Now compare this process with what web application developers are doing today in a three-tier stack using Java or .Net systems. Each time one writes a web application using standard HTML forms, those key-value pairs in the form must be converted to a set of middle tier objects using an object-oriented language. When the objects are in memory they are translated from the object type libraries to a set of tabular data streams that use the database type libraries and then inserted into the correct order in one or more relational database tables. When a user wants to view or update the data, he/she must gather the data from all of the tables, put it into objects and then translate back to a set of attribute-value pairs and displayed in a web form.

The Disruptive Change of Elegant Simplicity

If you have studied advanced math and physics, you are mostly likely familiar with Maxwell's Equations. James Clerk Maxwell discovered four simple elegant mathematical equations to describe the relationship between electricity and magnetism. Prior to Maxwell’s discovery, the fields of electricity and magnetism were considered separate where each used disparate complex mathematics to show their relationship. Maxwell demonstrated that by looking at problems from a new perspective that many pages of equations can be represented in four simple and elegant equations that can be printed on a T-shirts in a science museum gift shop.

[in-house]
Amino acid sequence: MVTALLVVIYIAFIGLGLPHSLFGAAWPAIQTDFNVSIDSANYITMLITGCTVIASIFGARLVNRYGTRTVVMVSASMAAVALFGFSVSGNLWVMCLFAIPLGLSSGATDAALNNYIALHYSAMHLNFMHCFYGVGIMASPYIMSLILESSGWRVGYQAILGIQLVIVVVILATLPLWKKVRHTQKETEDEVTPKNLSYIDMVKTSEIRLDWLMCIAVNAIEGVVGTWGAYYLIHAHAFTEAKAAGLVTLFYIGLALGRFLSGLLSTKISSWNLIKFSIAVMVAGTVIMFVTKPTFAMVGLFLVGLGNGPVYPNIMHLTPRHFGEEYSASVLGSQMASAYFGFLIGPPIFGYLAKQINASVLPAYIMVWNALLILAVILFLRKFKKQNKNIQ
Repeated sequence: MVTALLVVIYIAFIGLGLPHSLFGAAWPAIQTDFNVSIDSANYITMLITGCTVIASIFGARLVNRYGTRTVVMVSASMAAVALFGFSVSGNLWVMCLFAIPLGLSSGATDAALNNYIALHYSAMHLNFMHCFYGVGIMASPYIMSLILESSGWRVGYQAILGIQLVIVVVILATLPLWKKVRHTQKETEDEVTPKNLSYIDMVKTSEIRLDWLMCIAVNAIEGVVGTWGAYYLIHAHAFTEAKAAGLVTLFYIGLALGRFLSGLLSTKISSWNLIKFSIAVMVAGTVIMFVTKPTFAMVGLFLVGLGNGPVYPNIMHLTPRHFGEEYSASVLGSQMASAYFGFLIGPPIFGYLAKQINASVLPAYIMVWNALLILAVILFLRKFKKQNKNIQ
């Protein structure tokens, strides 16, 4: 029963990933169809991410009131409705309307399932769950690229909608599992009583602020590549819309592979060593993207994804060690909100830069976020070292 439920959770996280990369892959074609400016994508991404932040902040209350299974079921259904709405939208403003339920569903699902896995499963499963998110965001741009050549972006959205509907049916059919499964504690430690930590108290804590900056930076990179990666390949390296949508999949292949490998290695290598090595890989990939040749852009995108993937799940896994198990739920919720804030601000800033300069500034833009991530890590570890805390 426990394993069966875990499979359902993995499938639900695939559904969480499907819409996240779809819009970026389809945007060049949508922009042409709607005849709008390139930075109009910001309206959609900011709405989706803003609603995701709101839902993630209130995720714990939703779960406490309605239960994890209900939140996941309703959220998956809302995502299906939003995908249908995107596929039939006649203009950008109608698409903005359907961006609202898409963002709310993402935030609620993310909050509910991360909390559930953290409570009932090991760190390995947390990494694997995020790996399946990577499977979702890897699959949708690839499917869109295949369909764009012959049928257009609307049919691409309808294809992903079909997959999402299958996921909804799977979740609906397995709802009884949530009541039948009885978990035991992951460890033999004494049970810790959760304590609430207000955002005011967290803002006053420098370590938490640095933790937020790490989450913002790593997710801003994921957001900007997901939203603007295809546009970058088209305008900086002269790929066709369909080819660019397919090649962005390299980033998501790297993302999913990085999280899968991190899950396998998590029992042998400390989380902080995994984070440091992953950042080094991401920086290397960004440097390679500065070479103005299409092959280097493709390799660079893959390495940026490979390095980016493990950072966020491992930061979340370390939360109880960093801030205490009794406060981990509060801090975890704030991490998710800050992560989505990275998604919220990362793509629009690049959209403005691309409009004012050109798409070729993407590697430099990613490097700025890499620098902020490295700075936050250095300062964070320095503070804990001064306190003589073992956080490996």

We believe that XRX will do for web development what Maxwells equations did for the study of electricity and magnetism. Briefly stated:

XForms+REST+XQuery = XRX = High ROI for Web Developers

XRX gives developers the luxury of using the same data selection language (XPath) on both the client and server. The same expressions can be used in your MVC bind on the client and in Schematron data validation rules on the server. This however, is not the motivation for migrating to XRX. Declarative techniques that use XML structures tend to accelerate the creation of domain-specific languages (DSLs). DSLs are easier to manage with forms and graphical user interfaces which makes them more useable by SME's and BA's. XRX is the front runner in the declarative revolution and the forces empowering non-programmers. This is not to say that XRX will not have opposition. Vendors selling operating-specific client APIs or SQL products will resist XRX technologies for the foreseeable future. An entire community of AJAX developers has grown up around the lack of declarative technologies in our browsers. But in the long term these opponents will be required to compete against a simpler and superior architecture. Future articles will explore the hidden benefits of the XRX architecture and the challenges XRX presents to large-scale application developers.